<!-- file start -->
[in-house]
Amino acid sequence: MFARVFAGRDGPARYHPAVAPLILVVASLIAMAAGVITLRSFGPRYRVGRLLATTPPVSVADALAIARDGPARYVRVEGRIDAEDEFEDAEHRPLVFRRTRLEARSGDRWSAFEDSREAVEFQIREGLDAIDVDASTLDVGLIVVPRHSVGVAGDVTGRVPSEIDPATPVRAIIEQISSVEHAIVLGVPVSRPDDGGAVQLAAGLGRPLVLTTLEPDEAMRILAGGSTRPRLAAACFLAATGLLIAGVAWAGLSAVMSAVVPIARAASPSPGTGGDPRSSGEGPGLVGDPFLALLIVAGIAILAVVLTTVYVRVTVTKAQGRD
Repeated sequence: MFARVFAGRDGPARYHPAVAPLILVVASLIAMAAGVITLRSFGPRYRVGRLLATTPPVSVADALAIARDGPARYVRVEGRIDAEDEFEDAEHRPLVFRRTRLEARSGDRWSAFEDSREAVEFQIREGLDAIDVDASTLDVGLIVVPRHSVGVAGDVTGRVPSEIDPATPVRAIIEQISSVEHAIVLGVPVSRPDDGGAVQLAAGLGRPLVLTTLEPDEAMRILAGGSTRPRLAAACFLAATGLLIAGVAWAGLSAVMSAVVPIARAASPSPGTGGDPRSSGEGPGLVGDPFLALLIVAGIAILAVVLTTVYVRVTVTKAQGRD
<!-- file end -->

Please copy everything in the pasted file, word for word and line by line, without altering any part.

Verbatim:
[in-house]
Amino acid sequence: MFARVFAGRDGPARYHPAVAPLILVVASLIAMAAGVITLRSFGPRYRVGRLLATTPPVSVADALAIARDGPARYVRVEGRIDAEDEFEDAEHRPLVFRRTRLEARSGDRWSAFEDSREAVEFQIREGLDAIDVDASTLDVGLIVVPRHSVGVAGDVTGRVPSEIDPATPVRAIIEQISSVEHAIVLGVPVSRPDDGGAVQLAAGLGRPLVLTTLEPDEAMRILAGGSTRPRLAAACFLAATGLLIAGVAWAGLSAVMSAVVPIARAASPSPGTGGDPRSSGEGPGLVGDPFLALLIVAGIAILAVVLTTVYVRVTVTKAQGRD
Repeated sequence: MFARVFAGRDGPARYHPAVAPLILVVASLIAMAAGVITLRSFGPRYRVGRLLATTPPVSVADALAIARDGPARYVRVEGRIDAEDEFEDAEHRPLVFRRTRLEARSGDRWSAFEDSREAVEFQIREGLDAIDVDASTLDVGLIVVPRHSVGVAGDVTGRVPSEIDPATPVRAIIEQISSVEHAIVLGVPVSRPDDGGAVQLAAGLGRPLVLTTLEPDEAMRILAGGSTRPRLAAACFLAATGLLIAGVAWAGLSAVMSAVVPIARAASPSPGTGGDPRSSGEGPGLVGDPFLALLIVAGIAILAVVLTTVYVRVTVTKAQGRD